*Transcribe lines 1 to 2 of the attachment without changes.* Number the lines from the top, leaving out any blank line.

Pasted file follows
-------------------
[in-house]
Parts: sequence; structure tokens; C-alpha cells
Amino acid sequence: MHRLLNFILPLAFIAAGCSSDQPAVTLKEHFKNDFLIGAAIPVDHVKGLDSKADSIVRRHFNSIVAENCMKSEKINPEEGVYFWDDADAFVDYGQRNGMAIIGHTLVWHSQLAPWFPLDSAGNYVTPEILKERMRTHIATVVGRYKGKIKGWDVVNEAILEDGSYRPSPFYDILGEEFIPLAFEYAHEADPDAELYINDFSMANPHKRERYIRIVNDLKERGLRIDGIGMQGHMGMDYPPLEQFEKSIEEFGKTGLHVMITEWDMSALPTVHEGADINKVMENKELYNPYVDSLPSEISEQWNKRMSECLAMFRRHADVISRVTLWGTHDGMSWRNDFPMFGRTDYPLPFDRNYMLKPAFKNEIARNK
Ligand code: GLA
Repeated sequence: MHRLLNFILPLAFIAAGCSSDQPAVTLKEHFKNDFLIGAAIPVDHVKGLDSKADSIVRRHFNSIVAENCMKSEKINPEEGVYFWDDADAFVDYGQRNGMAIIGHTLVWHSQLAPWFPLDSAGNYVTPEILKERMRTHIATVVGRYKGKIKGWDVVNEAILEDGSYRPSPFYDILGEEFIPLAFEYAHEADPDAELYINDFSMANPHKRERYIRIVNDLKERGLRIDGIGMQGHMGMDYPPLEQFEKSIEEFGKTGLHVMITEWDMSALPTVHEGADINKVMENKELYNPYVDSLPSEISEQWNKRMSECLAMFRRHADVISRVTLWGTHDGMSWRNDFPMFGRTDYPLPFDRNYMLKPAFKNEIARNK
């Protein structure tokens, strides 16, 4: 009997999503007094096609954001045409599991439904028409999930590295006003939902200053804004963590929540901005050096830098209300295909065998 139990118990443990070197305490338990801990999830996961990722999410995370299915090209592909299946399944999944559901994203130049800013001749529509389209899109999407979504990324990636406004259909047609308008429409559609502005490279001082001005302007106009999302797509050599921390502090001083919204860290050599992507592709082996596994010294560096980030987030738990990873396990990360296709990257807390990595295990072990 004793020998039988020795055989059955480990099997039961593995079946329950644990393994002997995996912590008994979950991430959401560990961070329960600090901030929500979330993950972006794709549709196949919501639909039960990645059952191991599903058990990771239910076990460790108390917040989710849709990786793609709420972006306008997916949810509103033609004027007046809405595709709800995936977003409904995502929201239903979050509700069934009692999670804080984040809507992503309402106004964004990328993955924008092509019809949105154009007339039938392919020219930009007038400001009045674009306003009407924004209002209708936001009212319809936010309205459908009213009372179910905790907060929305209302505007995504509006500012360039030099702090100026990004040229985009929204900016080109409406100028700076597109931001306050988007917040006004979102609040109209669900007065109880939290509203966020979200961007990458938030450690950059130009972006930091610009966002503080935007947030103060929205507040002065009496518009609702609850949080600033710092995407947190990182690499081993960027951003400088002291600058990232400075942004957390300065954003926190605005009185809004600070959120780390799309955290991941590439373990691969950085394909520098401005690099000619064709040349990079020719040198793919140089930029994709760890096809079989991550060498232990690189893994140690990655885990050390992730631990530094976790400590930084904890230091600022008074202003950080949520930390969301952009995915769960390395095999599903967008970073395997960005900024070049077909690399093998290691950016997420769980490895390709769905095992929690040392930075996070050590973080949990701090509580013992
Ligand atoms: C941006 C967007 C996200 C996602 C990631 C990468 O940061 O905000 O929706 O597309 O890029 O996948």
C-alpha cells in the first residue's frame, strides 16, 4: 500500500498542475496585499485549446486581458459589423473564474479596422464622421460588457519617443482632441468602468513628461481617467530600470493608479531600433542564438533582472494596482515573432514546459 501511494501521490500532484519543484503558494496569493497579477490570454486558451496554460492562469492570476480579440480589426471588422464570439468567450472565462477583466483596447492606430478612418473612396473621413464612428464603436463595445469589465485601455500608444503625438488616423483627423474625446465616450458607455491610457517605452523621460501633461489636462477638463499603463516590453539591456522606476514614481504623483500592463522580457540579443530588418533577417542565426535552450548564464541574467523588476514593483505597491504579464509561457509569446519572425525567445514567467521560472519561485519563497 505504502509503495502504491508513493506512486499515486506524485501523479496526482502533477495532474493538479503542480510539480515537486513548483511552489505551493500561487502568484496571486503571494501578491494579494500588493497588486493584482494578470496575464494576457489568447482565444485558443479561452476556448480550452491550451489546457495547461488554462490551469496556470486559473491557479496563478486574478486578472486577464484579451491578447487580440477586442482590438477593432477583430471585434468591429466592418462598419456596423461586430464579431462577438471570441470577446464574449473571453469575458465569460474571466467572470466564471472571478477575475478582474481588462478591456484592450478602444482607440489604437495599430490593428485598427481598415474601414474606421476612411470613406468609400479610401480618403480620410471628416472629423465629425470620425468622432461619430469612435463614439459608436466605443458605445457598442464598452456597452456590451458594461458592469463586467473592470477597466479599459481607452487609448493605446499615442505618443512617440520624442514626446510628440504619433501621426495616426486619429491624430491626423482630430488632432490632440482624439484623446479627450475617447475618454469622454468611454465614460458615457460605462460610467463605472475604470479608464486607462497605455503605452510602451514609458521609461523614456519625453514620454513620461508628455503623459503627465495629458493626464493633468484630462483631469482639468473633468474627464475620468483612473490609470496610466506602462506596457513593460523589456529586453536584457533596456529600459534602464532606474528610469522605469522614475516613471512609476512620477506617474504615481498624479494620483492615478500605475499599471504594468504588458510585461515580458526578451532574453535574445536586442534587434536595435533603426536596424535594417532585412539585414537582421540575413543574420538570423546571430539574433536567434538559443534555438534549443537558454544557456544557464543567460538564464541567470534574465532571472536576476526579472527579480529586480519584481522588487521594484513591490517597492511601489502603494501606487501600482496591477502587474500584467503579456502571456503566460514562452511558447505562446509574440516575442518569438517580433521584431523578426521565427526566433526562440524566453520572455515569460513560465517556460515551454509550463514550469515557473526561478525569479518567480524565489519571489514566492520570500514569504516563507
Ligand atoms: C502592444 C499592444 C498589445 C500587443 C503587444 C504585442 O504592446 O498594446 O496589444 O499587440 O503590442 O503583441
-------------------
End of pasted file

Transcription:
[in-house]
Parts: sequence; structure tokens; C-alpha cells